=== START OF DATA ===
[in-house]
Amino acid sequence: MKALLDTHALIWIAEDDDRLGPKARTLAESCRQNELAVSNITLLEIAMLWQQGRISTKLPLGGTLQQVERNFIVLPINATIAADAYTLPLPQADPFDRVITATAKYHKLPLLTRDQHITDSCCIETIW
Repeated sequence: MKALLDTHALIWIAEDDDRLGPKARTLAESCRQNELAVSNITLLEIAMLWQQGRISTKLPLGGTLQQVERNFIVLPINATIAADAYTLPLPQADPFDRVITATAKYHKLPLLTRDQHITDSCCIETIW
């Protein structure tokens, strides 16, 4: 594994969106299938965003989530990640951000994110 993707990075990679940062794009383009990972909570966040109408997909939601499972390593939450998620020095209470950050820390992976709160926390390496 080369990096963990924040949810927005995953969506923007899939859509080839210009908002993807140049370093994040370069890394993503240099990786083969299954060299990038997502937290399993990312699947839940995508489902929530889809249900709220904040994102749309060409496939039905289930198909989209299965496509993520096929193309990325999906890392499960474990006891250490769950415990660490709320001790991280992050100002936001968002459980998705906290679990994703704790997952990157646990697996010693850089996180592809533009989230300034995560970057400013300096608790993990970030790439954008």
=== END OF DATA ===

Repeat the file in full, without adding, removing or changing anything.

[in-house]
Amino acid sequence: MKALLDTHALIWIAEDDDRLGPKARTLAESCRQNELAVSNITLLEIAMLWQQGRISTKLPLGGTLQQVERNFIVLPINATIAADAYTLPLPQADPFDRVITATAKYHKLPLLTRDQHITDSCCIETIW
Repeated sequence: MKALLDTHALIWIAEDDDRLGPKARTLAESCRQNELAVSNITLLEIAMLWQQGRISTKLPLGGTLQQVERNFIVLPINATIAADAYTLPLPQADPFDRVITATAKYHKLPLLTRDQHITDSCCIETIW
């Protein structure tokens, strides 16, 4: 594994969106299938965003989530990640951000994110 993707990075990679940062794009383009990972909570966040109408997909939601499972390593939450998620020095209470950050820390992976709160926390390496 080369990096963990924040949810927005995953969506923007899939859509080839210009908002993807140049370093994040370069890394993503240099990786083969299954060299990038997502937290399993990312699947839940995508489902929530889809249900709220904040994102749309060409496939039905289930198909989209299965496509993520096929193309990325999906890392499960474990006891250490769950415990660490709320001790991280992050100002936001968002459980998705906290679990994703704790997952990157646990697996010693850089996180592809533009989230300034995560970057400013300096608790993990970030790439954008």